Citing PatentFiling datePublication dateApplicantTitle
US3346464 *Oct 23, 1965Oct 10, 1967Ritter Pfaudler CorpBiological sterility indicator and method for making and using same
US3437495 *Sep 8, 1964Apr 8, 1969Cryodry CorpAseptic canning of foods having solid or semi-solid components
US3494722 *Jun 28, 1967Feb 10, 1970Gray Ind IncMethod and apparatus for sterilizing
US3494723 *Dec 5, 1967Feb 10, 1970Gray Ind IncMethod and apparatus for controlling microorganisms and enzymes
US3494724 *Mar 27, 1968Feb 10, 1970Gray Ind IncMethod and apparatus for controlling microorganisms and enzymes
US3635723 *Aug 30, 1968Jan 18, 1972Ralston Purina CoAnimal ration
US3658559 *Nov 20, 1969Apr 25, 1972Plasco Ltd CoProcess of preserving potatoes in closed packages
US3753651 *Aug 27, 1970Aug 21, 1973Wave Energy SystemsMethod and apparatus for surface sterilization
US4340611 *Jul 18, 1980Jul 20, 1982Mcdonnell Douglas CorporationProcess for removing soybean hulls
US4393088 *Sep 15, 1980Jul 12, 1983Mitsubishi Monsanto Chemical CompanyFilling container with hot liquid before treatment
US4861956 *Oct 17, 1986Aug 29, 1989Magnetronics, Inc.Microwave/steam sterilizer
US5035858 *Jun 1, 1990Jul 30, 1991Stericycle, Inc.Method for disinfecting medical materials
US5106594 *Sep 21, 1990Apr 21, 1992Stericycle, Inc.Apparatus for processing medical waste
US5226065 *May 10, 1991Jul 6, 1993Stericycle, Inc.Device for disinfecting medical materials
US5248478 *Feb 14, 1992Sep 28, 1993Flexiclave, Inc.Process and apparatus for heat disinfecting soft contact lenses
US5413757 *Apr 29, 1991May 9, 1995Flexiclave, Inc.Method and apparatus for sterilizing articles
US5476634 *Mar 23, 1995Dec 19, 1995Iit Research InstituteConfining wet and dry medical waste in covered container, exposing to transverse mode time-varying radio frequency electric field to disinfect by heating
US5487873 *Nov 7, 1994Jan 30, 1996Iit Research InstituteRadio frequency heating
US5508004 *Jan 6, 1994Apr 16, 1996Stericycle, Inc.Disintegrating waste into fragments, enclosing in container, heating with radio frequency radiation to disinfect, separating metals, plastics, other materials for recycling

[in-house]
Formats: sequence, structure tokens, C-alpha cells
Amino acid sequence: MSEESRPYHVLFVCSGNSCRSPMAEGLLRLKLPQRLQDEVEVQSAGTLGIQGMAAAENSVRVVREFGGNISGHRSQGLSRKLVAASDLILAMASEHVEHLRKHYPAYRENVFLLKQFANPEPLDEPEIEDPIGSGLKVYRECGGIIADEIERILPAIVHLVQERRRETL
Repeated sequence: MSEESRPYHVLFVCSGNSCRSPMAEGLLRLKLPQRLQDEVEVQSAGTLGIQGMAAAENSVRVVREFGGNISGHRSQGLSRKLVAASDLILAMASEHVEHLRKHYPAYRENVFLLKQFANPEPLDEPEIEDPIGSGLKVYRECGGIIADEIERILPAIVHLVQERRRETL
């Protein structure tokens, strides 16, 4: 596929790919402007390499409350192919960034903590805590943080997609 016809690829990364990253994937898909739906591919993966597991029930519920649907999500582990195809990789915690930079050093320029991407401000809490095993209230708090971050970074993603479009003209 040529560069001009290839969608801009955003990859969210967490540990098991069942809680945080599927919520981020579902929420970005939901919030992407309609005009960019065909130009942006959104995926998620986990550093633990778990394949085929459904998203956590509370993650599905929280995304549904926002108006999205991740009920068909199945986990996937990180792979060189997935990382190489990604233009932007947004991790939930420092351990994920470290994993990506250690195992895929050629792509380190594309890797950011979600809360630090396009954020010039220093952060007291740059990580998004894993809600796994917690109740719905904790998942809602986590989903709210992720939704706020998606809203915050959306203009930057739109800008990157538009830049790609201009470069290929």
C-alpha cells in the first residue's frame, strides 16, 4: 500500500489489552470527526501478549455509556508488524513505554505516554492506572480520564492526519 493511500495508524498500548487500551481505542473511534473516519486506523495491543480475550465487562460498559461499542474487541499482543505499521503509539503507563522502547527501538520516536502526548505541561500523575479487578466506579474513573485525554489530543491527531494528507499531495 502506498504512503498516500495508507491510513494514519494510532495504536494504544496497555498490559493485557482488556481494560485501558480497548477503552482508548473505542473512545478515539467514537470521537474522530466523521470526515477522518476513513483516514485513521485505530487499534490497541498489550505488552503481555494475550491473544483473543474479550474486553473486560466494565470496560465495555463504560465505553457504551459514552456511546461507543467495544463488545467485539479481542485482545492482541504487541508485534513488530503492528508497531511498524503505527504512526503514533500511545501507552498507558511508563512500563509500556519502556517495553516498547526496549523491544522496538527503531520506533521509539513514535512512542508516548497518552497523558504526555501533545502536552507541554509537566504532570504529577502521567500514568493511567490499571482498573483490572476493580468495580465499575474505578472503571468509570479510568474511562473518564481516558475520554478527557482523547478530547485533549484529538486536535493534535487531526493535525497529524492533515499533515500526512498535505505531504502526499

US5523052 *Apr 21, 1995Jun 4, 1996Stericycle, Inc.Comminuting bulk heterogeneous medical waste, confining in closed treatment container, exposing to time-varying electric field to heat uniformly, irradiating with ionizing radiation to disinfect
US5543111 *Aug 12, 1994Aug 6, 1996Iit Research InstituteMethod and apparatus for rendering medical materials safe
US5641423 *Jun 6, 1995Jun 24, 1997Stericycle, Inc.Sterilization
US5709842 *Jun 25, 1992Jan 20, 1998Stericycle, Inc.Apparatus and method for processing medical waste
US5830419 *Jun 7, 1995Nov 3, 1998Stericycle, Inc.Apparatus and method for processing medical waste
US5833922 *Jun 7, 1995Nov 10, 1998Stericycle, Inc.Apparatus and method for processing medical waste
US5871702 *Mar 25, 1992Feb 16, 1999Flexiclave, Inc.Methods and apparatus for sterilizing objects
US6248985Jan 27, 1999Jun 19, 2001Stericycle, Inc.Apparatus and method for the disinfection of medical waste in a continuous manner
US6344638May 16, 2000Feb 5, 2002Stericycle, Inc.Method for the disinfection of medical waste in a continuous manner
US20120063753 *Jun 13, 2011Mar 15, 2012Cochran Don WCookware and cook-packs for narrowband irradiation cooking and systems and methods thereof
USRE29137 *Feb 14, 1974Feb 15, 1977Washington Nu Process, Inc.Vacuum packing
EP0015055A1 *Jan 15, 1980Sep 3, 1980COLLAGEN CORPORATION (a California corporation)Microwave sterilization of dry protein
WO1991015247A1 *Mar 28, 1991Oct 1, 1991Iit Res InstMethod and apparatus for rendering medical materials safe
WO1991015248A1 *Mar 28, 1991Oct 1, 1991Iit Res InstMethod and apparatus for treating hazardous waste or other hydrocarbonaceous material
WO1992000764A1 *Jul 2, 1991Jan 7, 1992Iit Res InstMethod and apparatus for rf heating of heterogeneous materials
WO1992000766A1 *Jul 3, 1991Jan 23, 1992Iit Res InstMethod and apparatus for rendering medical materials safe
U.S. Classification426/234, 426/241, 422/22, 219/771, 422/26, 219/725
International ClassificationA23K3/00, A23L3/01, A23L3/005
Cooperative ClassificationA23L3/01, A23K3/00, A23L3/005
European ClassificationA23K3/00, A23L3/01, A23L3/005